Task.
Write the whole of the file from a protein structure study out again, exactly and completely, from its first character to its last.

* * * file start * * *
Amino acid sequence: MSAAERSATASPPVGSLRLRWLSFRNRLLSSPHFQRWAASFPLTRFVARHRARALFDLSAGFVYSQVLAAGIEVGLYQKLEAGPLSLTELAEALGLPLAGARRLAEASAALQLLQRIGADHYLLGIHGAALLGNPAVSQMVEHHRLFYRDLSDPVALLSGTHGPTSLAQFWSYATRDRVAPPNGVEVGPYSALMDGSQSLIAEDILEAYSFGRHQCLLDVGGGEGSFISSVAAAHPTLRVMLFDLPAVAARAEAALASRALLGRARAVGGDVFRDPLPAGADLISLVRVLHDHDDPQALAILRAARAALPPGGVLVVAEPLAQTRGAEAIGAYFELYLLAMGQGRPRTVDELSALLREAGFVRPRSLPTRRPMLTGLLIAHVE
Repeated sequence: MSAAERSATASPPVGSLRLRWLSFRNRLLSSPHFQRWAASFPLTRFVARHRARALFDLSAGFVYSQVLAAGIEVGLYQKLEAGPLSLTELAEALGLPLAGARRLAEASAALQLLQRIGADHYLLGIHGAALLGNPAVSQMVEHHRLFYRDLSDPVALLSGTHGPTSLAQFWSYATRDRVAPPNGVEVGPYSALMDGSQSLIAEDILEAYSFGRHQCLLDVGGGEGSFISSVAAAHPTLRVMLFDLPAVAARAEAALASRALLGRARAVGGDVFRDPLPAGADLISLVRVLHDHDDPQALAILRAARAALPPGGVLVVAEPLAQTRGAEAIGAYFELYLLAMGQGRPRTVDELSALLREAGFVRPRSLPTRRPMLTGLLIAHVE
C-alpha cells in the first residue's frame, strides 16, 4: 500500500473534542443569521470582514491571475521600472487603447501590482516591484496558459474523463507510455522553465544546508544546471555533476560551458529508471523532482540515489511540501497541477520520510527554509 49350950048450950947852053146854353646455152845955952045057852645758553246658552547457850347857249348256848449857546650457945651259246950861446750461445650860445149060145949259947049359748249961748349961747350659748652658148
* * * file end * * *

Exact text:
Amino acid sequence: MSAAERSATASPPVGSLRLRWLSFRNRLLSSPHFQRWAASFPLTRFVARHRARALFDLSAGFVYSQVLAAGIEVGLYQKLEAGPLSLTELAEALGLPLAGARRLAEASAALQLLQRIGADHYLLGIHGAALLGNPAVSQMVEHHRLFYRDLSDPVALLSGTHGPTSLAQFWSYATRDRVAPPNGVEVGPYSALMDGSQSLIAEDILEAYSFGRHQCLLDVGGGEGSFISSVAAAHPTLRVMLFDLPAVAARAEAALASRALLGRARAVGGDVFRDPLPAGADLISLVRVLHDHDDPQALAILRAARAALPPGGVLVVAEPLAQTRGAEAIGAYFELYLLAMGQGRPRTVDELSALLREAGFVRPRSLPTRRPMLTGLLIAHVE
Repeated sequence: MSAAERSATASPPVGSLRLRWLSFRNRLLSSPHFQRWAASFPLTRFVARHRARALFDLSAGFVYSQVLAAGIEVGLYQKLEAGPLSLTELAEALGLPLAGARRLAEASAALQLLQRIGADHYLLGIHGAALLGNPAVSQMVEHHRLFYRDLSDPVALLSGTHGPTSLAQFWSYATRDRVAPPNGVEVGPYSALMDGSQSLIAEDILEAYSFGRHQCLLDVGGGEGSFISSVAAAHPTLRVMLFDLPAVAARAEAALASRALLGRARAVGGDVFRDPLPAGADLISLVRVLHDHDDPQALAILRAARAALPPGGVLVVAEPLAQTRGAEAIGAYFELYLLAMGQGRPRTVDELSALLREAGFVRPRSLPTRRPMLTGLLIAHVE
C-alpha cells in the first residue's frame, strides 16, 4: 500500500473534542443569521470582514491571475521600472487603447501590482516591484496558459474523463507510455522553465544546508544546471555533476560551458529508471523532482540515489511540501497541477520520510527554509 49350950048450950947852053146854353646455152845955952045057852645758553246658552547457850347857249348256848449857546650457945651259246950861446750461445650860445149060145949259947049359748249961748349961747350659748652658148